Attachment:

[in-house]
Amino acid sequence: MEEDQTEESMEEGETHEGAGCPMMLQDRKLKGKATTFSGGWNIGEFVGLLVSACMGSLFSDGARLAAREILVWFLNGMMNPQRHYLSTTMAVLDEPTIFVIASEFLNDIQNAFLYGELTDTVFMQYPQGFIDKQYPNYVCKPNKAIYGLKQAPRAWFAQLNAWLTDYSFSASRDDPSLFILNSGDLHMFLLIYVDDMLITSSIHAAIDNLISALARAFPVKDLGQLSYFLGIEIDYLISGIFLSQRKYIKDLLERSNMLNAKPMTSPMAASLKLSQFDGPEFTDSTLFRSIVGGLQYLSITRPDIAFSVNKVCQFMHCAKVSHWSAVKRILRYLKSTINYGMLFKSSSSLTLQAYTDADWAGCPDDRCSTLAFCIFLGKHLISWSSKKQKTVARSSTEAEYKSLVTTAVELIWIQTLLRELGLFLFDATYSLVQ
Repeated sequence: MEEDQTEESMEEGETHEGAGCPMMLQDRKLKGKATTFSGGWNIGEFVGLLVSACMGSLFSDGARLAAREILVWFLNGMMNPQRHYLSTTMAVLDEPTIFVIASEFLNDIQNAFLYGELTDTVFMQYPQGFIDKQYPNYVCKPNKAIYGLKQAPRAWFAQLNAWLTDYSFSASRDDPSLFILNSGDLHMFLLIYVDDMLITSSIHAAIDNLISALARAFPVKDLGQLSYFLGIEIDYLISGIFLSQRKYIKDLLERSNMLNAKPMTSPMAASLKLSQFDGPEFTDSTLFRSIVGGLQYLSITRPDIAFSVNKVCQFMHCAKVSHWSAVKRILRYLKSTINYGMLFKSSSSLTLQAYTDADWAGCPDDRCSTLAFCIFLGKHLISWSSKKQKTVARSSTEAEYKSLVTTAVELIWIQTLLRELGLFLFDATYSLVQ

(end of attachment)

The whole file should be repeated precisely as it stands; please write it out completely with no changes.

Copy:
[in-house]
Amino acid sequence: MEEDQTEESMEEGETHEGAGCPMMLQDRKLKGKATTFSGGWNIGEFVGLLVSACMGSLFSDGARLAAREILVWFLNGMMNPQRHYLSTTMAVLDEPTIFVIASEFLNDIQNAFLYGELTDTVFMQYPQGFIDKQYPNYVCKPNKAIYGLKQAPRAWFAQLNAWLTDYSFSASRDDPSLFILNSGDLHMFLLIYVDDMLITSSIHAAIDNLISALARAFPVKDLGQLSYFLGIEIDYLISGIFLSQRKYIKDLLERSNMLNAKPMTSPMAASLKLSQFDGPEFTDSTLFRSIVGGLQYLSITRPDIAFSVNKVCQFMHCAKVSHWSAVKRILRYLKSTINYGMLFKSSSSLTLQAYTDADWAGCPDDRCSTLAFCIFLGKHLISWSSKKQKTVARSSTEAEYKSLVTTAVELIWIQTLLRELGLFLFDATYSLVQ
Repeated sequence: MEEDQTEESMEEGETHEGAGCPMMLQDRKLKGKATTFSGGWNIGEFVGLLVSACMGSLFSDGARLAAREILVWFLNGMMNPQRHYLSTTMAVLDEPTIFVIASEFLNDIQNAFLYGELTDTVFMQYPQGFIDKQYPNYVCKPNKAIYGLKQAPRAWFAQLNAWLTDYSFSASRDDPSLFILNSGDLHMFLLIYVDDMLITSSIHAAIDNLISALARAFPVKDLGQLSYFLGIEIDYLISGIFLSQRKYIKDLLERSNMLNAKPMTSPMAASLKLSQFDGPEFTDSTLFRSIVGGLQYLSITRPDIAFSVNKVCQFMHCAKVSHWSAVKRILRYLKSTINYGMLFKSSSSLTLQAYTDADWAGCPDDRCSTLAFCIFLGKHLISWSSKKQKTVARSSTEAEYKSLVTTAVELIWIQTLLRELGLFLFDATYSLVQ